Writer's cramp isn't just for writers. Pianists and guitarists can suffer from this focal hand dystonia, just as De Quervain's disease affects trumpet and trombone players as well as tennis players. Add to the list violinists with cubital tunnel syndrome, flutists with posterior interosseous nerve entrapment and reed instrument musicians with thumb pain, and you've got a virtual orchestra of hand and wrist ailments that need to be addressed.
Thomas M. Due, M.D., and St. Elizabeth Healthcare's hand therapy team are doing just that. They have developed "a program to evaluate, treat and prevent upper extremity ailments of musicians of all ages and abilities," says Dr. Due. The goal is for performing artists "to start thinking of themselves as athletes," he says. As such, musicians engage in strenuous, repetitive motion that can put their bodies in awkward positions. (Just consider a tuba player in a marching band or a cellist in the symphony.) Pain hinders motion and thus performance and can be damaging if ignored.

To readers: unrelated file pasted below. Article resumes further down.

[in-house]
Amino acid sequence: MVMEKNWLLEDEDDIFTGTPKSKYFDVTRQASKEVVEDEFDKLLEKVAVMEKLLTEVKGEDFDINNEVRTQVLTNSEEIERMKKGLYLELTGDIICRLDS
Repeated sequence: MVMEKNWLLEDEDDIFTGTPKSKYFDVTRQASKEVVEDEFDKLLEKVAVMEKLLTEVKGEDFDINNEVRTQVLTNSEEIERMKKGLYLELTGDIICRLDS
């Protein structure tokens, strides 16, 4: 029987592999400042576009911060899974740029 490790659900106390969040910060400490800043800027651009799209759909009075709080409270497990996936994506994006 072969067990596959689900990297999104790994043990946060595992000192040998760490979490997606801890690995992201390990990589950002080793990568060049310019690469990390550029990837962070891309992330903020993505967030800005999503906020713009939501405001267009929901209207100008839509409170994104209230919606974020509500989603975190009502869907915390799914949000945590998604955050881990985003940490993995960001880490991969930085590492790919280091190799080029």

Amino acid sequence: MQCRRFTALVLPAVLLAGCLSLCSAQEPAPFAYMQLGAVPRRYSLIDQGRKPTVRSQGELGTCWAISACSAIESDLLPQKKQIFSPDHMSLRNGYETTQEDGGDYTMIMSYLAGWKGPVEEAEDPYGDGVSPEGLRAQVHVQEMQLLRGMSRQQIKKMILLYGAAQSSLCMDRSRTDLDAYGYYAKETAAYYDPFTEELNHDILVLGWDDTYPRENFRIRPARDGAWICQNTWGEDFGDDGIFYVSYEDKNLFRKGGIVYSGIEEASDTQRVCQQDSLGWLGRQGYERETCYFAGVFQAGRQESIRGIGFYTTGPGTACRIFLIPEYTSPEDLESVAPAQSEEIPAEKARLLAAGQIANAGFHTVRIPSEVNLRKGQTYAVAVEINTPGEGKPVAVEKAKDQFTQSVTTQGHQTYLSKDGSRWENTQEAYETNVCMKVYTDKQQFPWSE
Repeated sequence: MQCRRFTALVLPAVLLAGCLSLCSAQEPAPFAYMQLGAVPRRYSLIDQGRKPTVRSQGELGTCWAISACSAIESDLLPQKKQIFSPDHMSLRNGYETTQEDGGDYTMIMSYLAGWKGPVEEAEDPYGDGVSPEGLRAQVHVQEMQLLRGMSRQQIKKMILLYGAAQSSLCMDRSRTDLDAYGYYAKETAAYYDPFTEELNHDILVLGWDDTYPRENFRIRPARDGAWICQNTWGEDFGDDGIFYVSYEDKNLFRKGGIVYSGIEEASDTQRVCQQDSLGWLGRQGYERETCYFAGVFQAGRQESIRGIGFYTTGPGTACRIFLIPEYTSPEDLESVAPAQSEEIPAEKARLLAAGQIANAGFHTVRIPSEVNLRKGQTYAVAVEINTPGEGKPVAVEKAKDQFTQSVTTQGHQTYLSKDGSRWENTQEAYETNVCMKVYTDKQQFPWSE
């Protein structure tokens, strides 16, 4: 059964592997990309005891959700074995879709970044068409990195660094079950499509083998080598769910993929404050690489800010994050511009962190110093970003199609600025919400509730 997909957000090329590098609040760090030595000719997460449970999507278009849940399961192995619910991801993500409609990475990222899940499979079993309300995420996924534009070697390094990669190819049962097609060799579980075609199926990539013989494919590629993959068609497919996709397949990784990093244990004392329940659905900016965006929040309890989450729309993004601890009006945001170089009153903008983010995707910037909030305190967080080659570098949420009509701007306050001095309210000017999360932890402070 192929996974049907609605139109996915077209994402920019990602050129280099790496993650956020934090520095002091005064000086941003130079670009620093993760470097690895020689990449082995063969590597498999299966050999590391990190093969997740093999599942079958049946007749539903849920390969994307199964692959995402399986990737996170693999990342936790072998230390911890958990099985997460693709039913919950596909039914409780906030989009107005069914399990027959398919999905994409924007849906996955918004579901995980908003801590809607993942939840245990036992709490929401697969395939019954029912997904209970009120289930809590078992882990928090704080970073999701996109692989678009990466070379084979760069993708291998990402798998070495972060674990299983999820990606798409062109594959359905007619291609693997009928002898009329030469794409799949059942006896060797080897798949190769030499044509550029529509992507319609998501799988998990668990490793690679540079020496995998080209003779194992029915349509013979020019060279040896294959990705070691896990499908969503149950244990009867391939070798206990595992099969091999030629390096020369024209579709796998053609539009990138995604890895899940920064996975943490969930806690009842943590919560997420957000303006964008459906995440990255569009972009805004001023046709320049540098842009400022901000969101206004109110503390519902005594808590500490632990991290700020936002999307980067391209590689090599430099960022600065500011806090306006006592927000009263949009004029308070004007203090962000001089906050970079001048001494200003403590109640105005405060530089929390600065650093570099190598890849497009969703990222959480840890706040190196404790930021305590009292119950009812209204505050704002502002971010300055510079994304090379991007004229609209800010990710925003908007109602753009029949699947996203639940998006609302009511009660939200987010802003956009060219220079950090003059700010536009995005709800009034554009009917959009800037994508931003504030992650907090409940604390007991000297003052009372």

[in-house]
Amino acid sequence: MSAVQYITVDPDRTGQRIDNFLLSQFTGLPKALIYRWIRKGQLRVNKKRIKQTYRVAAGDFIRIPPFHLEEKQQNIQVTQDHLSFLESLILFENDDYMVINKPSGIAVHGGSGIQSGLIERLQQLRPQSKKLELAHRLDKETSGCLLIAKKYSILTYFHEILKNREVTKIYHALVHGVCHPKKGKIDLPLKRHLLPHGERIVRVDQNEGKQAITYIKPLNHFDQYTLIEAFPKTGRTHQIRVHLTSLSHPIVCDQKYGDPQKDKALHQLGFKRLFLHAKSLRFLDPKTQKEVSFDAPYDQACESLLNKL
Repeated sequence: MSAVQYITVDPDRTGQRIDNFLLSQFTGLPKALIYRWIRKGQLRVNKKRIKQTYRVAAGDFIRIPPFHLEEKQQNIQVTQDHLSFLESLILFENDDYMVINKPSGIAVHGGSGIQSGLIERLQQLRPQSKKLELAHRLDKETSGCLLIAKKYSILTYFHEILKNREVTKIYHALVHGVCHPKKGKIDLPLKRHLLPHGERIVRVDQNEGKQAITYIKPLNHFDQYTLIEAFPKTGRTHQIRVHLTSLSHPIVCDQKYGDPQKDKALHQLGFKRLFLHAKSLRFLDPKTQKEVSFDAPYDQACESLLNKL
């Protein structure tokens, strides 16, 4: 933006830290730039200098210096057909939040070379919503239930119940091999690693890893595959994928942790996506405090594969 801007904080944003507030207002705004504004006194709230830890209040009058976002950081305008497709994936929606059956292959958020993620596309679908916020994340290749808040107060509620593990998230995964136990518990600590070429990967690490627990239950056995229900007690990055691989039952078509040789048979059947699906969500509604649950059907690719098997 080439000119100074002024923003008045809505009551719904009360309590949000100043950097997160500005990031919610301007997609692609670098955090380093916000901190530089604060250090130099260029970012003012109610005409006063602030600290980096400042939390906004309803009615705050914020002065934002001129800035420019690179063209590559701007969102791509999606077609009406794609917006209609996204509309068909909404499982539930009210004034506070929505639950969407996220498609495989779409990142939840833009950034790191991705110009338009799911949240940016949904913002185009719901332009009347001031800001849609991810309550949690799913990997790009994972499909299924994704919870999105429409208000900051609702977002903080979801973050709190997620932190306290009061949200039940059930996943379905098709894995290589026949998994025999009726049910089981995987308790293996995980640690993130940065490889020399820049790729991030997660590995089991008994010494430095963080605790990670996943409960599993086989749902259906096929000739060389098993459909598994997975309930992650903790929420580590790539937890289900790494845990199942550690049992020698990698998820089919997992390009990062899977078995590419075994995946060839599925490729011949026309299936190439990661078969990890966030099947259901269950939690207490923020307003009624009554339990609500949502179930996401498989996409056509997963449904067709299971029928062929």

Dr. Due is a board-certified hand and wrist surgeon, a member of the Performing Arts Medical Association and a Cincinnati Magazine "Top Doctor" for six years in a row. To learn more about Dr. Due, click HERE.